Return to AVS Homepage
Return to Violet History & Traditions

St. Valentine's Violets
Written by:  Norma Beredjiklian.
Reprinted From The Violet Gazette, Winter 2001, V2-1,P7.

             Norma Beredjiklian, AVS officer and Editor of both Violet Gazette and the E-zine The Republic of Violet, writes independently about violet history and design, dogs, tech talk and women's issues from her "Hiddenbrook Cottage" in Herndon, Virginia.


"And on the violet's velvet leaves
He pierced these lines divine...
They simply said, I love you
And I'm your Valentine."

             On February 14, the florist trade will be engaged in sending millions of red roses around the country and abroad to complement the red wrappings of all Valentine-themed chocolate boxes and other gifts. And in the midst of all the excitement and romance predicted for such an occasion, very few will remember the flower or the saint who started this charming tradition: the violet and the martyred youth, Valentine.

              Alas! The time has come to put the record straight; St. Valentine's flower is not the rose, but the violet. Persecuted by a cruel Roman emperor, and in prison, this Christian priest continued his good works by encouraging other believers with messages of friendship and love.

             According to the legend, Valentine crushed the violet blossoms growing outside his cell to make precious ink with which to write, on the leaves, to his friends while an obliging dove delivered the notes. It is also said that Valentine maintained a remarkable epistolary relationship with his jailer's blind daughter to whom he wrote daily and cured of her ailment.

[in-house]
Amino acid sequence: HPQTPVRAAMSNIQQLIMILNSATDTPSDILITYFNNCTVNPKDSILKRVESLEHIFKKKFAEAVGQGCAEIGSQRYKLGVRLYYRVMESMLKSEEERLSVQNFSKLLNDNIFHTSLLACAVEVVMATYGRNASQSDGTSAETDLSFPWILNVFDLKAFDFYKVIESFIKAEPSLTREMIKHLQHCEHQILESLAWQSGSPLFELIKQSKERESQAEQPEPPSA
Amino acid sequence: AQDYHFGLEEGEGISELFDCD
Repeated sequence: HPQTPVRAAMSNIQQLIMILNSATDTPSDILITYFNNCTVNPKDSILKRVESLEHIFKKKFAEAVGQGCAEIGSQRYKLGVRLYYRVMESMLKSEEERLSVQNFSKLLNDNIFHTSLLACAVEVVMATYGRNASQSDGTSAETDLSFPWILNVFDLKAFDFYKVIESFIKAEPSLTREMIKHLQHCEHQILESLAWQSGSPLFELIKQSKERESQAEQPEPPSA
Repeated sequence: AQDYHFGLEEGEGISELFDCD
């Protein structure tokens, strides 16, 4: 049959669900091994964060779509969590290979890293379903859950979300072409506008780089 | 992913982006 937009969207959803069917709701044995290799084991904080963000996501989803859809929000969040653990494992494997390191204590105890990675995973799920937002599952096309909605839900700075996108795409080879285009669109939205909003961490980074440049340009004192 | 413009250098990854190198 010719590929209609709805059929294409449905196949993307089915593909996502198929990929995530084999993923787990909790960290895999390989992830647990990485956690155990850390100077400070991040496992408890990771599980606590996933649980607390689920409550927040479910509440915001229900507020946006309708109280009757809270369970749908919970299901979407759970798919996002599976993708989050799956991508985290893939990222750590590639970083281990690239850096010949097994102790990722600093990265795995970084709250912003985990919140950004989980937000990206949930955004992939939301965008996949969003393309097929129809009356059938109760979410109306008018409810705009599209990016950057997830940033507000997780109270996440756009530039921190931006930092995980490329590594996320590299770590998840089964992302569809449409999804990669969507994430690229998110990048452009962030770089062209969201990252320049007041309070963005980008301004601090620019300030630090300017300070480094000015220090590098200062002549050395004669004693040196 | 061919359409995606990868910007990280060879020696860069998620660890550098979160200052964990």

St. Valentine was executed on 14 February 269 A.D. His demise coincided with the pagan festivals of Lupercalia held in honor of the goddess Juno, who favored women and marriage. From there on, this late winter festival was associated with romantic love, fertility rites and the coming of spring. Violets, linked to faithfulness or the "I return your love" sentiment, remained a symbol as well as a popular offering between lovers.

             In due time, and most specifically by the 18th century, the traditional and popular love missives were illustrated and marketed as postcards, becoming a hit all over Europe, particularly in Germany. St. Valentine's Day and his violets were also widely popular in the America of the 1800s; this tradition was documented in 1900 when the California poetess, Phoebe Fulkerson Harris (1830-1917) penned her famous "Lines accompanying a bunch of violets sent on St. Valentine's Day." It should also be noted that well into the 30s, New Englanders still preferred their Valentine's box of candies topped with a bouquet of violets

             For the last decade, the only wholesale violet farm left in the United States (California) and managed by the Garibaldi family, has been reporting record sales of violets on St. Valentine's Day week. It appears that at this time, florist designers in the San Francisco Bay Area and beyond are busy creating violet-filled wreaths in the shape of hearts for their very sophisticated customers. Could this be a new trend in sync with the true traditions around St. Valentine's Day?

             Next Valentine's Day, let us remember the good saint, and honor our loved ones and special friends with bunches of sweet violets.

Return to Violet History & Traditions
Return to AVS Homepage